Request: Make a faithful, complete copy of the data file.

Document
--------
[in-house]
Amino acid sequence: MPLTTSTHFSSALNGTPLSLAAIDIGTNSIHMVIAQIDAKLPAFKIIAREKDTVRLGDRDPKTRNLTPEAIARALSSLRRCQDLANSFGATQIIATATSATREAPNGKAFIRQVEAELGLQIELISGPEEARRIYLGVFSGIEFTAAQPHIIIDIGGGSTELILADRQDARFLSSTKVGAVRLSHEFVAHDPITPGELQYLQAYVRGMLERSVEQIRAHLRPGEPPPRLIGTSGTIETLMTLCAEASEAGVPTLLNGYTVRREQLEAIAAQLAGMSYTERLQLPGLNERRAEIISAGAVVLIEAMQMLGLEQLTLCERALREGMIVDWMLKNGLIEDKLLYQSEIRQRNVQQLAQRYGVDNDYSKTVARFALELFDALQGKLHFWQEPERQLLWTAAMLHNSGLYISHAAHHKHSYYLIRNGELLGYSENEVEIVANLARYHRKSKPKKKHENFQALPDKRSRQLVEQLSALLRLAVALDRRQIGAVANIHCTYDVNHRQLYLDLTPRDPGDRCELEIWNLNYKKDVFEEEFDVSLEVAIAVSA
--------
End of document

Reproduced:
[in-house]
Amino acid sequence: MPLTTSTHFSSALNGTPLSLAAIDIGTNSIHMVIAQIDAKLPAFKIIAREKDTVRLGDRDPKTRNLTPEAIARALSSLRRCQDLANSFGATQIIATATSATREAPNGKAFIRQVEAELGLQIELISGPEEARRIYLGVFSGIEFTAAQPHIIIDIGGGSTELILADRQDARFLSSTKVGAVRLSHEFVAHDPITPGELQYLQAYVRGMLERSVEQIRAHLRPGEPPPRLIGTSGTIETLMTLCAEASEAGVPTLLNGYTVRREQLEAIAAQLAGMSYTERLQLPGLNERRAEIISAGAVVLIEAMQMLGLEQLTLCERALREGMIVDWMLKNGLIEDKLLYQSEIRQRNVQQLAQRYGVDNDYSKTVARFALELFDALQGKLHFWQEPERQLLWTAAMLHNSGLYISHAAHHKHSYYLIRNGELLGYSENEVEIVANLARYHRKSKPKKKHENFQALPDKRSRQLVEQLSALLRLAVALDRRQIGAVANIHCTYDVNHRQLYLDLTPRDPGDRCELEIWNLNYKKDVFEEEFDVSLEVAIAVSA